It’s a dog’s life

English: Pencil Drawing

It’s a beautiful day and I’ve been at my window watching dogs pass by with their owners. Now, I live in a place where there is very little dirt and the concrete, on sunny days, it glows like a clean white plate right out of the dishwasher. Not a crack, not a speck of yesterday’s dirt. The water of the river is blue and the ships, they look perfectly painted.

There are so many dogs! The dogs here, like the people, have an attitude.

There goes a pink dog on a pink leash, scurrying along as though she has an appointment at the nail salon. She stops and scurries at the lamp posts along the way as though they are roadside vendors that’s attracted her attention until her leash is pulled. She sees a rather big, bushy gentleman approach from the other side, wagging his great, big, bushy shrub of a tail as a morning greeting. Judging by the frantic movement of his tail, he is very eager to come close but our pink miss is not so sure at the last moment and darts forward towards the lawn.

And now there comes three little brown dogs pulling at the woman in three different directions, smelling freedom and the clean air, determined to make the best of their morning. A little further away from this central hub of activity stands a tall, tawny, muscular fellow staring at the river, rather absorbed by some movement in the distance. His tail does not give away what he is thinking.

My attention is suddenly drawn to the approach of a big, queen of a creature walking slowly towards the centre, her silk mane glowing in the sun that’s been peeping through the clouds for quite some time now. Her rippling fur and self-assured glance on either side tell me that she is doted on regularly with shampoo, conditioner and various other beautiful things at the dog salon.

As I look at the dogs, my vision drifts to a land far away. I see their cousins, other dogs, in a foreign land, but not at another time, not in a bygone age, but right now, right at this very moment that I’m standing at the window in.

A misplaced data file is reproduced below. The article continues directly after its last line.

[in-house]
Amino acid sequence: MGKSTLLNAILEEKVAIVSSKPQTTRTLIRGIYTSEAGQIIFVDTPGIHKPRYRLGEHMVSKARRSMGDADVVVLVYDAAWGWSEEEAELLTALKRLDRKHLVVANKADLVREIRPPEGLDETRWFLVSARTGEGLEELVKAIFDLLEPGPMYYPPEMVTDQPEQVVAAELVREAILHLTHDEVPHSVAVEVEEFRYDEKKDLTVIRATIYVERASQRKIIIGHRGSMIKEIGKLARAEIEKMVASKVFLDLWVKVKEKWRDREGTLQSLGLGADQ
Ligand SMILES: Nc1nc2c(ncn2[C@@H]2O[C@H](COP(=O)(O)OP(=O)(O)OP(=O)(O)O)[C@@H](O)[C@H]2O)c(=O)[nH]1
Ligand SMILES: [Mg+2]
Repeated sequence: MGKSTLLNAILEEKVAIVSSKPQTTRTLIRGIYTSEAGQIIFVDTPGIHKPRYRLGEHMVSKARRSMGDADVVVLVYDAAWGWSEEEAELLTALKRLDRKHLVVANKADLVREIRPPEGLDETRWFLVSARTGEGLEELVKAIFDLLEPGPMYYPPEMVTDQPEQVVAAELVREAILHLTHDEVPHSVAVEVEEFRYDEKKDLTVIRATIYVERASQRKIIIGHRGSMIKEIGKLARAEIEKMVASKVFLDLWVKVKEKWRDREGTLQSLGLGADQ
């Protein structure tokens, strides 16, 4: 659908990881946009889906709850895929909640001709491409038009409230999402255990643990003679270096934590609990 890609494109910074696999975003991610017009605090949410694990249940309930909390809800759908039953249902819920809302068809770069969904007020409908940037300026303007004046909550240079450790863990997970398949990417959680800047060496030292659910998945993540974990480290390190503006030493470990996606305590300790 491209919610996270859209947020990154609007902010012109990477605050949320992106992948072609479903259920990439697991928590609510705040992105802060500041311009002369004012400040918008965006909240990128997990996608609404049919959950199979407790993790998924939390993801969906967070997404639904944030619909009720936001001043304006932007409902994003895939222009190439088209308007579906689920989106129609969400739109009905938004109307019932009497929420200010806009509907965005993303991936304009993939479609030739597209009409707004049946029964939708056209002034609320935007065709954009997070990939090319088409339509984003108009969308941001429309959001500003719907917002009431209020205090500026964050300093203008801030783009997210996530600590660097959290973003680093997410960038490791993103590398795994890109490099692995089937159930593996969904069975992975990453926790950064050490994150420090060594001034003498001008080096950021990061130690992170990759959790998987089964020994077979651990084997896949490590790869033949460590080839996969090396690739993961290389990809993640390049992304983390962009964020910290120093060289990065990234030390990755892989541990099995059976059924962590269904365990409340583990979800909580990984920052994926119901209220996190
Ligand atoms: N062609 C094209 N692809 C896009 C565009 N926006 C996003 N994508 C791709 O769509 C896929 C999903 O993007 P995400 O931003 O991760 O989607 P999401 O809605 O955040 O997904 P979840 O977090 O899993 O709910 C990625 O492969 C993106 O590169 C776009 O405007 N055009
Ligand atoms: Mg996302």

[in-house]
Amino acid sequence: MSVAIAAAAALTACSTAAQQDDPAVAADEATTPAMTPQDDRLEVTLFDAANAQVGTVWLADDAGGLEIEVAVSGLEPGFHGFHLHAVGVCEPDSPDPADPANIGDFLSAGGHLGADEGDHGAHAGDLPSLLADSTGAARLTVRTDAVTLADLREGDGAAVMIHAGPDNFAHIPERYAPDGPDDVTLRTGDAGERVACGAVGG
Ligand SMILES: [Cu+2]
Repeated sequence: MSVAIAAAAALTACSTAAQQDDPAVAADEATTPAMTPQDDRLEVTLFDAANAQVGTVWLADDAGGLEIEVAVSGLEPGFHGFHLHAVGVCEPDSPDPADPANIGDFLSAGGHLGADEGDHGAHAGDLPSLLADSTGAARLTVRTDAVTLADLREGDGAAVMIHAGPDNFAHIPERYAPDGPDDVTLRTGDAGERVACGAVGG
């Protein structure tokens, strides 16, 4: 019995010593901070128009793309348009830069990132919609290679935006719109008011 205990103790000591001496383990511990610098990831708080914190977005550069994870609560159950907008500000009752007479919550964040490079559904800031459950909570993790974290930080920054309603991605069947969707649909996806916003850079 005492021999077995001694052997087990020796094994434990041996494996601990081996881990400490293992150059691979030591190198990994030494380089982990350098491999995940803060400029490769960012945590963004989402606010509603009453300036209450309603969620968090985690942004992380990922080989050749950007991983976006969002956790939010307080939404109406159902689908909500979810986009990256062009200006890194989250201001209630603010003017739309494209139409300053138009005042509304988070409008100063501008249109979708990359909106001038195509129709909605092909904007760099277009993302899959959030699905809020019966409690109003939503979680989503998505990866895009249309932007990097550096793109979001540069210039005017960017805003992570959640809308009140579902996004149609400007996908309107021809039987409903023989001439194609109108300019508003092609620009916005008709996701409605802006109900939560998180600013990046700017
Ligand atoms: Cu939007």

One thin doggy fellow is huddled under the staircase, apparently sleeping, but with one eye out for anybody that might come down those steps to kick him. Always. Judging by one of his legs, which he doesn’t use any more, he has felt the unnecessary curiosity of a small boy wanting to hear him squeal.

Outside this building, there is a dumpster. There are several emaciated doggy fellows that I can see here who have learned the art of tearing open a plastic bag with their teeth to find out what’s inside. They are very uncivilized, and not friendly at all. They gnash their teeth at other dogs who want to occupy the dumpster too. Their fur is eaten away in places, with boils and infections, and some have bloody ears. They attack each other and growl nastily at people and other dogs. If you notice one closely, you can count each of their ribs. They are very quick, their intelligence acute. They can judge from your gait whether you’ll be throwing your trash today and whether it will have food.

It is hard to feel any love for these dogs, even pity. They are neither pretty, nor nice.

It’s not as if there aren’t any nice dogs here. I see a white, furry thing in a leash pass by, who, no doubt, is tended to daily by a part-time servant boy who lives in the nearby shanty town, appointed by his owner. He gets a bath and boiled meat and, if he is particularly good, some tinned dog food from that shiny multi-storied mall that has come up across the road where the dumpster dogs used to run around even a few years ago.

The boy is careful to pull the leash and keep his furry charge away from these creatures of the dumpster. If he is good, his master might take them along on his evening drive in his new BMW.

I see the dog under the stairs get up and shake himself.

He looks at the furry creature passing by.

They look at each other but I don’t think there is any mutual recognition in their eyes.

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